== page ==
LeBron James: No issues with leg, focused on resting up for Game 7

LeBron: 'I wasn't coming out' (1:17)

LeBron James says he didn't see Larry Nance Jr. crash into his leg and felt pain but wasn't considering leaving the game. (1:17)

CLEVELAND -- LeBron James avoided what could have been a severe season-ending injury when Larry Nance Jr. crashed into his right leg in the fourth quarter of the Cavaliers' 109-99 Game 6 victory over the Boston Celtics in the Eastern Conference finals Friday.

Nance fell to the floor after contesting a shot by Jayson Tatum, and James had already turned his head toward the other end of the court as he signaled that the possession should belong to Cleveland as the ball went out of bounds, making him unable to avoid the contact.

"I just felt someone fall into my leg, and my leg kind of went in," James said. "I felt some pain throughout my entire right side of my ankle into my leg. I was just hoping for the best, obviously, because I've seen so many different injuries, and watching basketball with that type of injury, someone fall into one's leg standing straight up. Luckily, I was able to finish the game."

The play was reminiscent of when Golden State Warriors center Zaza Pachulia fell into teammate Kevin Durant's leg and caused the former MVP to miss a chunk of the 2016-17 season.

While the collision affected James' gait -- he was still walking with a noticeable limp when he left the arena at the end of the night -- his production didn't skip a beat. James stayed in the game after the collision, which came with 8:28 left in the fourth quarter, until he checked out for good with 57 seconds left.

James scored 12 of his 46 points after the contact, going 17-for-33 from the field (5-for-7 from 3), with 11 rebounds, 9 assists, 3 steals and a blocked shot in 46 minutes.

"We were short on timeouts, and I was about to take one," Cavs coach Tyronn Lue said of the incident. "Bron said, 'No, I'm good.' And then he came and scored right in the same possession. I think he might have just banged his knee, but other than that, he's fine."

James said he didn't even know that it was Nance who had run into him until they were in the locker room after the game.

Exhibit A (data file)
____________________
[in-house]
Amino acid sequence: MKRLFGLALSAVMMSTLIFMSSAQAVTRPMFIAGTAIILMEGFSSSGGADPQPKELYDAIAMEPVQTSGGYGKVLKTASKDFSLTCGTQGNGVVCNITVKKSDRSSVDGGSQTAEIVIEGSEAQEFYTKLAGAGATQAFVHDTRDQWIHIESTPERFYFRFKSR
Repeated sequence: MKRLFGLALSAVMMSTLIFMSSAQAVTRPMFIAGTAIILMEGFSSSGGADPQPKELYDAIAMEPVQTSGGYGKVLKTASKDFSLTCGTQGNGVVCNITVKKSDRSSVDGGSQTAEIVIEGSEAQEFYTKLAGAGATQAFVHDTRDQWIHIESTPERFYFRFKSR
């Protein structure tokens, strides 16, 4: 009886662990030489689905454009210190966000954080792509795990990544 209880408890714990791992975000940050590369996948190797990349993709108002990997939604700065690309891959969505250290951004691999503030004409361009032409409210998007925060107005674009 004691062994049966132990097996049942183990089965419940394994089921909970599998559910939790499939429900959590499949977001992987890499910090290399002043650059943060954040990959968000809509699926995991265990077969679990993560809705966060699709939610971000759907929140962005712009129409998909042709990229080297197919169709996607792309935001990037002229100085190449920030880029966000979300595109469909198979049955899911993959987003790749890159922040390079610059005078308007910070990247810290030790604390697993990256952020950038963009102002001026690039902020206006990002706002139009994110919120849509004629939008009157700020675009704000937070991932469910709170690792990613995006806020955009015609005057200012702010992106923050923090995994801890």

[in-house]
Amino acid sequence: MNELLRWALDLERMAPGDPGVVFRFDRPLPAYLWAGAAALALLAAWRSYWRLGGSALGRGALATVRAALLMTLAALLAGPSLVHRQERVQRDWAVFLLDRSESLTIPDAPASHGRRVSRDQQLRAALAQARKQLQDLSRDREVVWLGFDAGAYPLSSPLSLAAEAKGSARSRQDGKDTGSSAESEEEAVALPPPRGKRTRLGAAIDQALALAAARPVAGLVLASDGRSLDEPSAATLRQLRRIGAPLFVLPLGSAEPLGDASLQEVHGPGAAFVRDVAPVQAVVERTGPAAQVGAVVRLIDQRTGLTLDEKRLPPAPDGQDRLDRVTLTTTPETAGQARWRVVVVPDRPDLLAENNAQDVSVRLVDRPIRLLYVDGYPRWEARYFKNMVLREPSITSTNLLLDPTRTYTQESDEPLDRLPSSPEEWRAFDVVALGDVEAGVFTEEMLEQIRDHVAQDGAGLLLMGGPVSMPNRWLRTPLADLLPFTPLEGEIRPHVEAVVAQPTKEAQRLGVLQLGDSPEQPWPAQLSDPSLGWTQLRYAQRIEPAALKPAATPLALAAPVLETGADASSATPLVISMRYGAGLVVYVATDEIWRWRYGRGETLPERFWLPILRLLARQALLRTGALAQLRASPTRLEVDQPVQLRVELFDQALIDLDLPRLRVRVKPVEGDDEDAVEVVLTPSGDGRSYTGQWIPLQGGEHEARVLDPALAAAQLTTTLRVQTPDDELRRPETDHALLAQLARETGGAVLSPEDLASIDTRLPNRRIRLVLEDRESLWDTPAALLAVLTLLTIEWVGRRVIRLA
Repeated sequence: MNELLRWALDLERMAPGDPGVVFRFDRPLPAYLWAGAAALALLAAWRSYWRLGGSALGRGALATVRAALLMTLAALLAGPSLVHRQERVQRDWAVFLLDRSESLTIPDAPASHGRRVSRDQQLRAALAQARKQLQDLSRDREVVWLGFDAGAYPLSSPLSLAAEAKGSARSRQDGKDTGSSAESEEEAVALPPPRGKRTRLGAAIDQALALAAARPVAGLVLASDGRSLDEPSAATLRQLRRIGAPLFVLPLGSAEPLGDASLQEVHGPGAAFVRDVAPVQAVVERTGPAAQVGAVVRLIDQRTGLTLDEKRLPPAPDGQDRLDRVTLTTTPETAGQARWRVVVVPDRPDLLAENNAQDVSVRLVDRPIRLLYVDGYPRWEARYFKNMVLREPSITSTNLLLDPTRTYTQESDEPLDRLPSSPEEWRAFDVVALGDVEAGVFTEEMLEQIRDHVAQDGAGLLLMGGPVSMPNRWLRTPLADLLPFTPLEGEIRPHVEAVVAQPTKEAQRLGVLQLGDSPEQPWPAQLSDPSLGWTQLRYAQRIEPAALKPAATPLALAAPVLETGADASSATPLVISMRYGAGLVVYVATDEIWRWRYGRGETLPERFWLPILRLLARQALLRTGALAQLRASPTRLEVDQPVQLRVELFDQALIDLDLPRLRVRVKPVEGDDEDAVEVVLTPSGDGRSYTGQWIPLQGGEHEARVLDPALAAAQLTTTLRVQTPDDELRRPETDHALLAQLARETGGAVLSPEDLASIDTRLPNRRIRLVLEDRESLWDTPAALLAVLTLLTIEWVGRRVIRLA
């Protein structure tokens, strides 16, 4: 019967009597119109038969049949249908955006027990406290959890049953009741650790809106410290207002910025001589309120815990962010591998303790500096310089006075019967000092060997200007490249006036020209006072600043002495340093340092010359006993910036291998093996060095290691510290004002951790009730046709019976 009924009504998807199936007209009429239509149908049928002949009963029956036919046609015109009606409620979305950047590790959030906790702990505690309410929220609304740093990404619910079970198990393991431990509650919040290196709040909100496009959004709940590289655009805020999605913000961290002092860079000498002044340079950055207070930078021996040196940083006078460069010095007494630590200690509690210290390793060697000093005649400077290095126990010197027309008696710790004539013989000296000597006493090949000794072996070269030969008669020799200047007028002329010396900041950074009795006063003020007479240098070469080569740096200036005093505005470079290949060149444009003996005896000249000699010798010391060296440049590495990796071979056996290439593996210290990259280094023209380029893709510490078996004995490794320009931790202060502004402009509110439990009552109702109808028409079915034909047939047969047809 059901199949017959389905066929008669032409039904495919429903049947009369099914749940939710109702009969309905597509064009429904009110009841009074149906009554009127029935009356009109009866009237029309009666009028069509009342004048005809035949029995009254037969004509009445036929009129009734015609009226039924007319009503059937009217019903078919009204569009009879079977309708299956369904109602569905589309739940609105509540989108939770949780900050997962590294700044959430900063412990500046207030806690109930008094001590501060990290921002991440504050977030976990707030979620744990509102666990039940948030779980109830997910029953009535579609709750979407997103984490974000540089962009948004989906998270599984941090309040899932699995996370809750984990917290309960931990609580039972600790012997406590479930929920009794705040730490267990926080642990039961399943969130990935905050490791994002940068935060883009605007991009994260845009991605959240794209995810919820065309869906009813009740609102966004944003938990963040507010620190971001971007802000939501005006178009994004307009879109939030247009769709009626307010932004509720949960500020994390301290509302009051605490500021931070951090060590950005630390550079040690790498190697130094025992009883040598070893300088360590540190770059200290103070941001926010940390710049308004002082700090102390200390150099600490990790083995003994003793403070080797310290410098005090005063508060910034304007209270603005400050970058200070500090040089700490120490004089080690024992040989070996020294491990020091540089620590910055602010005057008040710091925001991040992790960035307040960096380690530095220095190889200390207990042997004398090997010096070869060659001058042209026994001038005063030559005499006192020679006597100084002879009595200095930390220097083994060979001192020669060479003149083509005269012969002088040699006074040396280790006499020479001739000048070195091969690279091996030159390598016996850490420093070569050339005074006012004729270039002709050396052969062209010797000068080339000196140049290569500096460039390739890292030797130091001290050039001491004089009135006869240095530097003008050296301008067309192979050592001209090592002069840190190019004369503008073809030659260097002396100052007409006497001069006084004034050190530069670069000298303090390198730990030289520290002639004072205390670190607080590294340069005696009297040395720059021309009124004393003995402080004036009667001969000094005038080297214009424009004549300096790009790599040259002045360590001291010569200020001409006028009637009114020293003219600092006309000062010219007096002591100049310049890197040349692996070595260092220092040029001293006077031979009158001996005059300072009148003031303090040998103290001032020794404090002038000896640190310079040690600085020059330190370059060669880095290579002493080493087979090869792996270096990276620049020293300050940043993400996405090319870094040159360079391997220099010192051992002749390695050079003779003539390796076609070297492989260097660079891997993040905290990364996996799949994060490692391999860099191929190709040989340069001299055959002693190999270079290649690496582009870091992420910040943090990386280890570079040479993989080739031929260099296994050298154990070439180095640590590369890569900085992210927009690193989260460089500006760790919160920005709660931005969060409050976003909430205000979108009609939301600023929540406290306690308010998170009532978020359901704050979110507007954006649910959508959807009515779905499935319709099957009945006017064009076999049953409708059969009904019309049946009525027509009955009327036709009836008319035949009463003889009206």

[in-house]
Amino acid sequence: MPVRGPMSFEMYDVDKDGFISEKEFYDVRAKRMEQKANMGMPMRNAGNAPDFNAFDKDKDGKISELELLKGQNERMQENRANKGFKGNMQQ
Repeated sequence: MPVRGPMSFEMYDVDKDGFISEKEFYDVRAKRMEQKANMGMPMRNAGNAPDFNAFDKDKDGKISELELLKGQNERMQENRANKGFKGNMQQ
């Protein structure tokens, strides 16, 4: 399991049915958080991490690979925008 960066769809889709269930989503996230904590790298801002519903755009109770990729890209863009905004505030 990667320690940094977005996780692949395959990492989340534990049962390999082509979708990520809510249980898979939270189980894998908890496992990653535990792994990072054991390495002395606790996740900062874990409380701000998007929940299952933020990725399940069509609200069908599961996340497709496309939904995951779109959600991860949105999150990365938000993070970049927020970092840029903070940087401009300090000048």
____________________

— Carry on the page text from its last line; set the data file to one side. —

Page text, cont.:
"Larry asked me if I was OK, so I'm guessing he was the culprit of it," James said.

James was asked how the physical setback compared to when he rolled his ankle in Game 4 of the 2015 Eastern Conference semifinals against the Chicago Bulls and stayed in the game to hit a buzzer-beater to win it.

"Well, I wasn't coming out in either case. Obviously, I would have had to literally have a real, real, really bad injury -- [knocks on table] I don't even know if this is ... that's not even wood; I'll find some on the way out -- to come off the floor with the opportunity we have to be able to force a Game 7," James said.

Sunday's Game 7 (8:30 p.m. ET, ESPN) will mark the 100th game James has played since the start of the 2017-18 regular season, tying for the most games he has ever played in a single regular season plus the playoffs since he played 100 games in 2010-11, which ended in a Game 6 NBA Finals loss to the Dallas Mavericks.

So if James didn't already have his work cut out for him when it comes to rest and recovery heading into Game 7, the right leg injury only makes the treatment that much more vital.

"As soon as I leave here, I'll start to prepare," James said. "I'm going to get in the car and head back to Akron. As soon as I get home, I'll start my treatment. I'll do the same all day [Saturday] from before we leave to go to Boston, and then once we get into Boston, I'll do that as well. Try to get as much sleep as I can with tonight and with tomorrow and even on Sunday before the game. That's the best recovery that you can possibly get is when you're sleeping. It'll be around-the-clock treatment, and we'll see what happens."